India-Pakistan relations have caught fire again with
the Pulwama suicide bombing of February 14. It has overtaken every other issue
on the media. Public outrage has been fuelled especially by Pakistan’s
worse-than-usual wittering on the killing of 42 Central Reserve Police Force
personnel, as well as 20-year-old Adil Ahmad Dar, who drove the
explosive-filled vehicle into the convoy.
The bombing is claimed by the India-baiting Jaish-e-Mohammed of Maulana Masood Azhar, which named Dar as one of its own. Despite this unprompted confession, Prime Minister Imran Khan promised that “we will take action if evidence is found against anyone from Pakistan”. He obviously never read the Jaish statement. He may even be unaware that Masood Azhar is in the army’s protective custody. Perhaps there was reason for university contemporaries calling him “Im the Dim”.
One thing is clear from the response. There is no question of Masood or Jaish being sanctioned or curbed. Indeed, his weekly address of February 21 warned the government against buckling under Indian pressure. “It appears Pakistan is scared of India,” he said in a scathing reaction to Imran’s response. That should remove any doubt that he is a Pakistani asset under army protection. And the thought the real culprits behind this outrage too may escape retribution has contributed greatly to the Indian fury over Pulwama.
It was most evident in the fulminations across the electronic media spectrum, with television talk shows full of angry anchors and apopletic panelists calling for everything short of the disembowelment of Masood Azhar and other jihadis. An encounter with suspected Pakistani terrorists just three days after the bombing added more fuel to the fire. While TV channels had a field day, such intemperate displays of hollow muscularity do no one any favours. In fact, the strident anti-Muslim sentiment on show risks trapping innocents in the cross-hairs of bloodthirsty vigilantes looking for a scapegoat.
One thing stands out in the babble; Pakistan is to blame for the carnage. That Adil Ahmad was from Pulwama district was noted, also that he was “radicalised” a couple of years ago, but beyond that it is almost as if his jihadi end was his destiny. Pakistani perfidy is being treated as a perversity playing out in a vacuum of motive. It is as if there is no back story or, if there is one, it involves the weak, indecisive Jawaharlal Nehru, not the upstanding children of mother India in government today. Consequently, there is no search for a solution. The only story we’re being fed is that if Pakistan stops its meddling everything will be fine. The truth, as we know, is far otherwise. The Kashmir insurgency is a self-inflicted wound, not by this government though it made a hash of the situation it inherited. Pakistan has only exploited the divisions underlying the troubles to underline its own claims to Kashmir and to keep a feared and disliked neighbour off balance.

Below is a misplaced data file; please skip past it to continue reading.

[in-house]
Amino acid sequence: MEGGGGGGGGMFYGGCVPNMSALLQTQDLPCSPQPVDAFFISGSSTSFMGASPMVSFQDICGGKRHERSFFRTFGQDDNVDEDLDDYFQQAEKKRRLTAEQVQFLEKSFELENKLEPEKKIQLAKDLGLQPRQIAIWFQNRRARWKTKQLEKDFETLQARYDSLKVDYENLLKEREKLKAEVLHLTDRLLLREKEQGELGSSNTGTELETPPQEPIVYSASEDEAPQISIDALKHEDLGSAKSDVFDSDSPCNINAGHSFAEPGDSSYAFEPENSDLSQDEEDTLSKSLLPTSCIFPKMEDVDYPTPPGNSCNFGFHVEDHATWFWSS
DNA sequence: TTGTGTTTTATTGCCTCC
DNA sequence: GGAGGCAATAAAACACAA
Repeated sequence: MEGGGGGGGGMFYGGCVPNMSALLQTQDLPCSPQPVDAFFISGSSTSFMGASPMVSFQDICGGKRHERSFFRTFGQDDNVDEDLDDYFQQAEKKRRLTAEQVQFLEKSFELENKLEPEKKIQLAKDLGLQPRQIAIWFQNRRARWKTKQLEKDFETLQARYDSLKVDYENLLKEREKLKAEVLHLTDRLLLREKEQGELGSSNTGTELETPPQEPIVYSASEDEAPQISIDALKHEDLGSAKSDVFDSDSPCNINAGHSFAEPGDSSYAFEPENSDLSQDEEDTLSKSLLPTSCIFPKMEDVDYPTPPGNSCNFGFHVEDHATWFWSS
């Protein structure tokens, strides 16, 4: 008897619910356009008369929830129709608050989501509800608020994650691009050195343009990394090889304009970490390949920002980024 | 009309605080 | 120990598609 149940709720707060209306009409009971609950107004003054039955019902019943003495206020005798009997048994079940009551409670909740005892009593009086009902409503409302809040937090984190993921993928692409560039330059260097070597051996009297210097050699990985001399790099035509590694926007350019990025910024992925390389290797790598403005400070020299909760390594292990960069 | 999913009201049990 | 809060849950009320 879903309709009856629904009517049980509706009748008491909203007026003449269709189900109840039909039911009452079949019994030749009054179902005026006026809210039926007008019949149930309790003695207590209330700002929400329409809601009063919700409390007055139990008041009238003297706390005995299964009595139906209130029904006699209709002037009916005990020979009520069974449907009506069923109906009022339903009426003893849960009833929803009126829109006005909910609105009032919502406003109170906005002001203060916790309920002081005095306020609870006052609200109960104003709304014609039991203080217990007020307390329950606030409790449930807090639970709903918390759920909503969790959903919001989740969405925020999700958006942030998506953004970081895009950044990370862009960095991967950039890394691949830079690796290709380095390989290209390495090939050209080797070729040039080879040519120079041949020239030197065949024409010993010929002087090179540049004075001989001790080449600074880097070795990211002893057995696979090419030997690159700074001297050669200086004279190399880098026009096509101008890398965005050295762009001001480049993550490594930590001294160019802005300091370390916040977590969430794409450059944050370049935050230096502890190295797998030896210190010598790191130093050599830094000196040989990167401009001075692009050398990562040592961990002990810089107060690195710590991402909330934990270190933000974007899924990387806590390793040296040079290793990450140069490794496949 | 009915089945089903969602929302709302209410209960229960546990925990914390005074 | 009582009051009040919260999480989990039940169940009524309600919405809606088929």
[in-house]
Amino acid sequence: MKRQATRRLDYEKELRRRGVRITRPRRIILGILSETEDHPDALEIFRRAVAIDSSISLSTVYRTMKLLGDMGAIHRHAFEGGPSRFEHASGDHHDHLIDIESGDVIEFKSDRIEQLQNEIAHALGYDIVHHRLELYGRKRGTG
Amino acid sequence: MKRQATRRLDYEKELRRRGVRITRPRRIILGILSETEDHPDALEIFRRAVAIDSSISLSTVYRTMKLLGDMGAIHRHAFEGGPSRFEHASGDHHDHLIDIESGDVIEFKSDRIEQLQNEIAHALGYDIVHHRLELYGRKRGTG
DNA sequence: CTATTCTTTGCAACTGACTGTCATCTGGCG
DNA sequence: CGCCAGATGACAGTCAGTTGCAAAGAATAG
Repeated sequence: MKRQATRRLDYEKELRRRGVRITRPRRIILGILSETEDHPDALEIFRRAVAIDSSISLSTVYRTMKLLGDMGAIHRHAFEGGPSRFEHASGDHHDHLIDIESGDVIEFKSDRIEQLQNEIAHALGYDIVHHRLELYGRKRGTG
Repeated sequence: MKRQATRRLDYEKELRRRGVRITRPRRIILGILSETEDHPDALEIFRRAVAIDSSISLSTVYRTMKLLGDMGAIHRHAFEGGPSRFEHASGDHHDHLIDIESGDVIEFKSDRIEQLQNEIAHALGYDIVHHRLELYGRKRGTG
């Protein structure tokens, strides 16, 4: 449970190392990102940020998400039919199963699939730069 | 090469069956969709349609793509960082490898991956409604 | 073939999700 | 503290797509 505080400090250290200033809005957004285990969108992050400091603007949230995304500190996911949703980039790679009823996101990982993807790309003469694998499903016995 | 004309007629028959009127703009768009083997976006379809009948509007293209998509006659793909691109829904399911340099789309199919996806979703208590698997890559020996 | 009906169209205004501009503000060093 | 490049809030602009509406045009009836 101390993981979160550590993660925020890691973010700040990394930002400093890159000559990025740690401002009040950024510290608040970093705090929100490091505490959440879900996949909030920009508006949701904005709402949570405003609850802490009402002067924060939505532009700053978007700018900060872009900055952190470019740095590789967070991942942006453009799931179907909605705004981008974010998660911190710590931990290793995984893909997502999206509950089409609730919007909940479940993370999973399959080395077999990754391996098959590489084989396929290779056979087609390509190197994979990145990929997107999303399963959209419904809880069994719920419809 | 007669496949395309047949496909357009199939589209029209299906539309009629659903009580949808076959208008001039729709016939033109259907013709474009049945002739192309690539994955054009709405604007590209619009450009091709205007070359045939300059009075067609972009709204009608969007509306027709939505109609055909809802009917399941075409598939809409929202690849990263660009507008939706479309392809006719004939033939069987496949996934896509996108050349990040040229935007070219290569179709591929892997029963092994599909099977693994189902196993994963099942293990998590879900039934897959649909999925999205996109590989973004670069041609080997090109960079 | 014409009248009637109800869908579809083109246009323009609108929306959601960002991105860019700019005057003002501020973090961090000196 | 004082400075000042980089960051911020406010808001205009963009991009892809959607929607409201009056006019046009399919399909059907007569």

The problem for India is a lack of good options. A conventional war is pointless. Even if it captures substantial Pakistani territory, can it hope to keep it? We also know the costs associated with an army of occupation, having learnt it in Sri Lanka. Pakistan would probably be far worse. Besides, there is the fear of Chinese action in the east or north. That leaves the short, sharp shock of a surgical strike. We know how well that worked out last time.
Right now Pakistan is short of friends in the West, but once the US pulls out of Afghanistan this may change as the need for a base grows. In the meantime, China has its back in every eventuality. The reason it signed off on the UN Security Council’s condemnation of the attack was that neither Pakistan nor Masood were named as actors. Moreover, India is not of overwhelming importance to any of the major players. They’re unlikely to rush to the rescue. Diplomacy is stymied by this limit.
That throws us on our resources and brings us back to the
slow, unglamorous task of persuading ordinary Kashmiris that India is a better
place than others. Right now, the opposite is closer to the truth. We have to
stop looking at Kashmir as a piece of strategic real estate and persuade young
men like Burhan Wani and Adil Dar that the pen is a better weapon than the gun.
Is that a pipedream? Right now, yes, but a focus on ordinary people is the only
way to make Pakistan and terror central irrelevant to Kashmir’s future.